Git it in your head
By Ethan Rowe
February 1, 2009
Git is an interesting piece of software. For some, it comes pretty naturally. For others, it’s not so straightforward.
Comprehension and appreciation of Git are not functions of intellectual capacity. However, the lack of comprehension/appreciation may well indicate one of the following:
Mistakenly assuming that concepts/procedures from other VCSes (particularly non-distributed “traditional” ones like CVS or Subversion) are actually relevant when using Git
Not adequately appreciating the degree to which Git’s conception of content and history represent a logical layer, as opposed to implementation details
CVS and Subversion both invite the casual user to basically equate the version control repository and all operations around it to the file system itself. They ask you to understand how files and directories are treated and tracked within their respective models, but that model is basically oriented around files and directories, period. Yes, there are branches and tags. Branches in particular are entirely inadequate in both systems. They don’t really account for branching as a core possibility that should be structured into the logical model itself; consequently, both systems can keep things simple (the model basically amounts to files and directories), neither one challenges the user mentally, and neither one does much for you when you have real problems to solve that involve branching.
With such a low barrier to entry, where the logical model is barely distinguishable for day-to-day use from the file system, it’s easy for engineers to think of the VCS as a taken-for-granted utility, that should “Just Work” and be really easy and not challenge assumptions, etc. Then Git comes along and punishes anyone who takes that view; if you try to treat Git as a simple utility to drop in the place of CVS/SVN, you will eventually suffer. The engineer must grasp the logical layer in order to make effective use of the tool on anything beyond the shallowest of levels.
So, here’s the deal: when they say that Git tracks content, not files, they mean it. They’re telling you that Git isn’t just a nice versioned history of your file system. Rather, Git offers you a deal: you take an hour or two to learn its logical layer (its object model, in a sense), and in exchange Git will give you branching and distributed workflow as a basic way of life. It’s a good deal.
Consequently, those new to Git or those having trouble with Git may do well to throw out any assumptions. Instead, memorize this:
Objects are just things stored in Git that have a type, some data, some Git-oriented headers, and a unique ID consisting of a SHA1 hash of the components of the object. There aren’t very many object types to learn
Blobs are simple objects that just contain some data and could be thought of as “leaves” on a tree. They might represent text files, binary files, symlinks, etc. But they are “blobs”, not files, because the blob only represents the data, not any real-world identity of that data (“content, not files”)
Trees are objects that contain a list of blob ids paired with some properties and a real-world identity (relative to the tree) for each blob. File system directories map to trees, but they aren’t the same thing.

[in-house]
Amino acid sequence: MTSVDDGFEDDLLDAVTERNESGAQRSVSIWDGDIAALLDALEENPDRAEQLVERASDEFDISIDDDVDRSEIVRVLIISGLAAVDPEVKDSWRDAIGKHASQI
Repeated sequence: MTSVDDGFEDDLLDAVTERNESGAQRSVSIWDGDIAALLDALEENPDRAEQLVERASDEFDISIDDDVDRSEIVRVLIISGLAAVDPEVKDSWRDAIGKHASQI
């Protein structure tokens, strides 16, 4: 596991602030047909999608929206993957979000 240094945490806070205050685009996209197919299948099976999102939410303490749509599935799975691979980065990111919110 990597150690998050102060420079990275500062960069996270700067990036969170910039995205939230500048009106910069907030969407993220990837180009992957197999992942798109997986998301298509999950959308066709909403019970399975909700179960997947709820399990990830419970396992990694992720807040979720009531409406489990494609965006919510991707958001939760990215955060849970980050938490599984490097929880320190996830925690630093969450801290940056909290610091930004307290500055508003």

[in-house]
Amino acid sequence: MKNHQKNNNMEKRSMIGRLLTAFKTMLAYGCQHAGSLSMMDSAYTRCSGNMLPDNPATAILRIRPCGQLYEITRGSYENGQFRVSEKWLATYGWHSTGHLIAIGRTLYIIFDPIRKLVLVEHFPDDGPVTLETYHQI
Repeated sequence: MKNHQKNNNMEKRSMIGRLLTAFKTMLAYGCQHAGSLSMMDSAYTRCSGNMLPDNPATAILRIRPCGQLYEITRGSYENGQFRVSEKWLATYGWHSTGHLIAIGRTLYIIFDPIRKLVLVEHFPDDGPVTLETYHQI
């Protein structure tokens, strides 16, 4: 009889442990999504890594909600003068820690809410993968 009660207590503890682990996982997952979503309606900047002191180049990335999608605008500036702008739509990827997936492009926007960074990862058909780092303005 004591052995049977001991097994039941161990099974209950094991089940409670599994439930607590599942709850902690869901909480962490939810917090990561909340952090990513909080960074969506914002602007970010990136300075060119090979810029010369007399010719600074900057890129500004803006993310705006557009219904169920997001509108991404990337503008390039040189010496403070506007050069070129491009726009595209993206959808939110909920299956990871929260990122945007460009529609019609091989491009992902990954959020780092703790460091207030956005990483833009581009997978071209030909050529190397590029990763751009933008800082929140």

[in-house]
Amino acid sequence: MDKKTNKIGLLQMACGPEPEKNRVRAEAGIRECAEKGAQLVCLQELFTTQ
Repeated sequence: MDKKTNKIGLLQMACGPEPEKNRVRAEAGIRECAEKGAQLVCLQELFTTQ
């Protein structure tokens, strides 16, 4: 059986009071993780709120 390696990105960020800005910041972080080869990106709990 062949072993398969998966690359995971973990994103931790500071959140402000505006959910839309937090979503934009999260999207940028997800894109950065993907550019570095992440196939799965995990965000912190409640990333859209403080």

Commits are objects that reference a single tree object (the top level tree of the repository) and some arbitrary number of parent commits.
Refs aren’t standard Git objects, in that they aren’t storing versioned data or anything like that; rather, they are simply named pointers, each of which references a particular commit object. Branches are refs. Magic things like HEAD are refs. Again, all the ref needs to do is specify a particular commit object.
That’s really not all that much stuff to remember. Then, before thinking about how it relates to files, think through the implications of the object model above. You’ll never get how it works with the file system if you don’t get it as a standalone model first:
- Blobs aren’t versioned. They are standalone pieces of content that are referenced by trees. They represent content state, period.
- A tree’s identity is determined by the content of its blobs and their identity relative to that tree
- Consequently, two trees may ultimately only have one different blob (tree A has blob X under branch Z while tree B instead has blob Y under branch Z), but they are two unique trees, that happen to reference some arbitrary number of common trees/blobs (the member trees/blobs that are the same between both will literally be “the same” between both, as they are identified by SHA1)
- Since the state of the tree determines its identity, it’s easy for Git to determine where differences between two trees occur.
- Since the tree and the parent commits make up a commit object, it’s easy for Git to easily determine whether or not a specific state (combination of tree state and revision history) exists or not in a given history; this is what allows for flexible branching and distributed operations
Once you get all that in your head, then map it to the filesystem.
- Files map to blobs
- Directories map to trees
- Your “checkout” is the mapping of a particular commit’s tree to your file system. That’s where your working tree starts.
- Changing a file means introducing a new blob, which introduces a new tree, which cascades up to the top of your working tree. That’s how the magic happens.
Study the object model, the logical layer, whatever you want to call it. It’s not an implementation detail; it’s the model that makes everything possible. You have to understand Git’s concept of revision history and whatnot if you’re going to make it work for you. Just like you need to learn something new and idiomatic whenever you pick up a new piece of sophisticated software.